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Pass the Steering Wheel, It's My Turn to Drive

Volvo patent shows moveable driver controls
#tech #Volvo

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Most automotive patents never make it into production.

But some of those that don’t make the cut can be the most intriguing… or at least entertaining. A possible case in point: a new Volvo patent that describes a vehicle with multiple driving positions.

In the patent, which was filed in early 2019 and granted last month, Volvo details plans for a reconfigurable interior that would allow front passengers to drive when seated in either the right or left side of the vehicle.

How It Works

The system features a steering wheel mounted on a rail, which allows it to slide from one side of the dashboard to the other. It also could be positioned in the center of the vehicle, presumably for cars with bench seats.

                         (Image: Volvo U.S. Patent application) 

The brake and accelerator could be either conventional foot pedals or sensor pads on the floor. Either way, there would be two sets of controls—one for each seating position—with the appropriate one activated based on where the steering wheel is located, according to the patent.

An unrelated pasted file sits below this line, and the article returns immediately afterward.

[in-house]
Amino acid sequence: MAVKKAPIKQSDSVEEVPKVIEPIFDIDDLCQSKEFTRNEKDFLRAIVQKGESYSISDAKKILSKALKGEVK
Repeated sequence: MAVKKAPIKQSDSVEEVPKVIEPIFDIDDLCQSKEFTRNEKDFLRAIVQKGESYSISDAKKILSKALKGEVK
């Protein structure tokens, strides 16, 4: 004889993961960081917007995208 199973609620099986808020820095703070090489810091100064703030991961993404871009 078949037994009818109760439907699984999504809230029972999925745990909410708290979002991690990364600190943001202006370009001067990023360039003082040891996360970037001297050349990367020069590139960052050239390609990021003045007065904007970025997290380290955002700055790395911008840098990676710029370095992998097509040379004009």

There also are two options for the instrument cluster. One is a full-length digital display that can be reconfigured as needed.

The other is to mount a small display screen on the steering column that moves with the steering wheel. Stalk-based and other driver controls, such as light switches, also would slide from side to side.

Whatever the setup, it would require the use of steer-, brake- and throttle-by-wire systems.

Why?

A reconfigurable driver’s position would enable a vehicle to be more easily adapted for international markets, including both right- and left-hand-drive configurations, without major modifications.

There also are potential benefits for semi-autonomous vehicles. When operating in autonomous mode, drivers could simply slide the steering wheel and other controls to the side to create more room for other activities. 

The design also could help otherwise out-of-position occupants who changed seats during a trip to quickly re-take control of a vehicle if needed. Or it could be used to quickly change drivers if one becomes too tired or simply wants a break during a long trip. 

Proponents claim such a system would be a cheaper alternative than using a retractable steering wheel.

What’s Next?

Even if Volvo determines there is a market for such a system and overcomes any manufacturing challenges, changes in current regulations likely would be needed. 

For now, it’s just an interesting concept. But it does show how transportation could be reimagined sometime in the future. 

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